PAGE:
It’s also easy to like Diana. Unlike some other protagonists who lose a sense, she never seems too angry or stubborn about her predicament – she quickly puts all her effort into having the same life she did. Asia Argento (supposedly meant to play the lead at one point) plays a social worker of sorts who helps her get the dog, shows her how to use a cell phone for the blind, how to use the sounds of the crosswalk meters, etc – and Diana takes to it all eagerly and appreciatively, instead of being bratty and pulling those kind of “This is pointless, I WILL SEE AGAIN!” theatrics we’ve seen in other movies. And she remains somewhat vain about her appearance; at one point she loses her glasses and has Chin pick out a new pair, with the only instruction to make sure they are cute.

So it’s kind of a mixed bag; there’s nothing particularly BAD about the movie, but it’s also a little too straightforward for its own good. Throughout the film I kept thinking “OK yeah but there’s gonna be a weird left field turn right about...” only for that “now!” to never come. At one point Asia takes Diana to a retreat where some other blind folks are, and you’ll probably think that this will produce some suspense highlights (the killer making his way around people who can’t see him, perhaps) but nothing is really done with it. Maybe the budget got trimmed or something and they had to make concessions, but whatever the reason it just feels a bit too stripped down, without the weirdness and wacky plot points that made his “Animal Trilogy” (not to mention Deep Red) so memorable. There’s a scene where Diana and Chin are wading through a little pond and find themselves attacked by snakes – the movie needed more of that energy! But that said, it’s entertaining enough and far from being hateable, so the folks who called for his head (or at least retirement) after Mother of Tears and Dracula (neither of which I minded much, I should note) should be happy to know he’s still able to make something that, while slight, is worthy of his filmography.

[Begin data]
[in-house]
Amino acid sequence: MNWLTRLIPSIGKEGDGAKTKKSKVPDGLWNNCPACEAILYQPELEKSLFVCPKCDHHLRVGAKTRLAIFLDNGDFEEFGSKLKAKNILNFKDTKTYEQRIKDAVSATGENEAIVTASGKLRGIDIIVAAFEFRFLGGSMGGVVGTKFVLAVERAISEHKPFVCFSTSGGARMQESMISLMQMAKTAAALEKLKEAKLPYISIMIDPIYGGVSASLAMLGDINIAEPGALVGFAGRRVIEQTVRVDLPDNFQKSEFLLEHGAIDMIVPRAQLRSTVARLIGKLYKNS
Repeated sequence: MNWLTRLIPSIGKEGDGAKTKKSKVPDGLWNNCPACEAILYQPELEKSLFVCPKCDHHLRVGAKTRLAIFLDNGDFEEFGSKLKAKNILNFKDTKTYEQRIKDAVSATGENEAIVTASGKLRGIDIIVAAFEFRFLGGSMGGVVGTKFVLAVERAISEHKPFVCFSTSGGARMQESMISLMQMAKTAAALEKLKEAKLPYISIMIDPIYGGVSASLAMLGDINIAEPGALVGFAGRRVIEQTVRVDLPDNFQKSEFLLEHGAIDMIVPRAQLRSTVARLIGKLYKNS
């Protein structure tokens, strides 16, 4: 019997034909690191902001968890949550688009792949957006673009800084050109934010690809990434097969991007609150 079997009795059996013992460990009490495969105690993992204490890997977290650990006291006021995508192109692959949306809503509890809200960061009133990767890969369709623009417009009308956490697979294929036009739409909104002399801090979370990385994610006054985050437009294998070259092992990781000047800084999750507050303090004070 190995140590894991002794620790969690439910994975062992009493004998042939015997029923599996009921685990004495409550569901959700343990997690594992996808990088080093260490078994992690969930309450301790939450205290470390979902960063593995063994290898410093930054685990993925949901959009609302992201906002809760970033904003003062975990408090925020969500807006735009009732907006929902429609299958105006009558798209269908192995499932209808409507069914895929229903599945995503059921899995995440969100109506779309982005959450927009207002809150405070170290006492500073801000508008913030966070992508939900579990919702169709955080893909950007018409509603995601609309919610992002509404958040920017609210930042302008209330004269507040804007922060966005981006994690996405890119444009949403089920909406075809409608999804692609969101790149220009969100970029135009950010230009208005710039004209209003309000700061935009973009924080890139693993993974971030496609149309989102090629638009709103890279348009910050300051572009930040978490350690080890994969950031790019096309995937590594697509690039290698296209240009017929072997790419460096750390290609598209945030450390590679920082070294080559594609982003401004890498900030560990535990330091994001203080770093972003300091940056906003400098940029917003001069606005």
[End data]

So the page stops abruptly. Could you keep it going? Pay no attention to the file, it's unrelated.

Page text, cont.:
What say you?


Pearl (2022)

SEPTEMBER 22, 2022


Thanks to Marvel, sitting through the credits to see something extra has become so commonplace there are entire sites devoted to whether or not it'll be worth you time (beyond, of course, seeing the names of the people who made the thing you just watched and presumably enjoyed if you're hoping to see more). Usually it's a little joke or maybe a promise of a sequel, but X had to be the first to show not a scene, but a trailer for a prequel film that was already made in secret and would be coming along later in the year. And - less of a surprise since it's been announced and Pearl has been out for a few weeks now - this one ends with the promise of another entry titled MaXXXine! The Ti West-iverse is here!

For those who didn't see the previous film (or just forgot), Pearl is the murderer character in X, and (spoiler here!) played by Mia Goth, who also played that film's heroine. Many films have played the "the hero doesn't want to end up like the villain" card before, but I can't think of one where both roles were actually played by the same performer in order to hammer the point home. Of course, Goth was nearly unrecognizable in her old-age Pearl makeup, and there would be no reason to put her in that makeup again for a sequel, so the prequel route makes total sense: Goth gets to further explore an interesting character without being burdened by latex and such, and we in the audience get a new movie that - being made before the first one was released - wasn't dictated by what audiences would demand from a followup.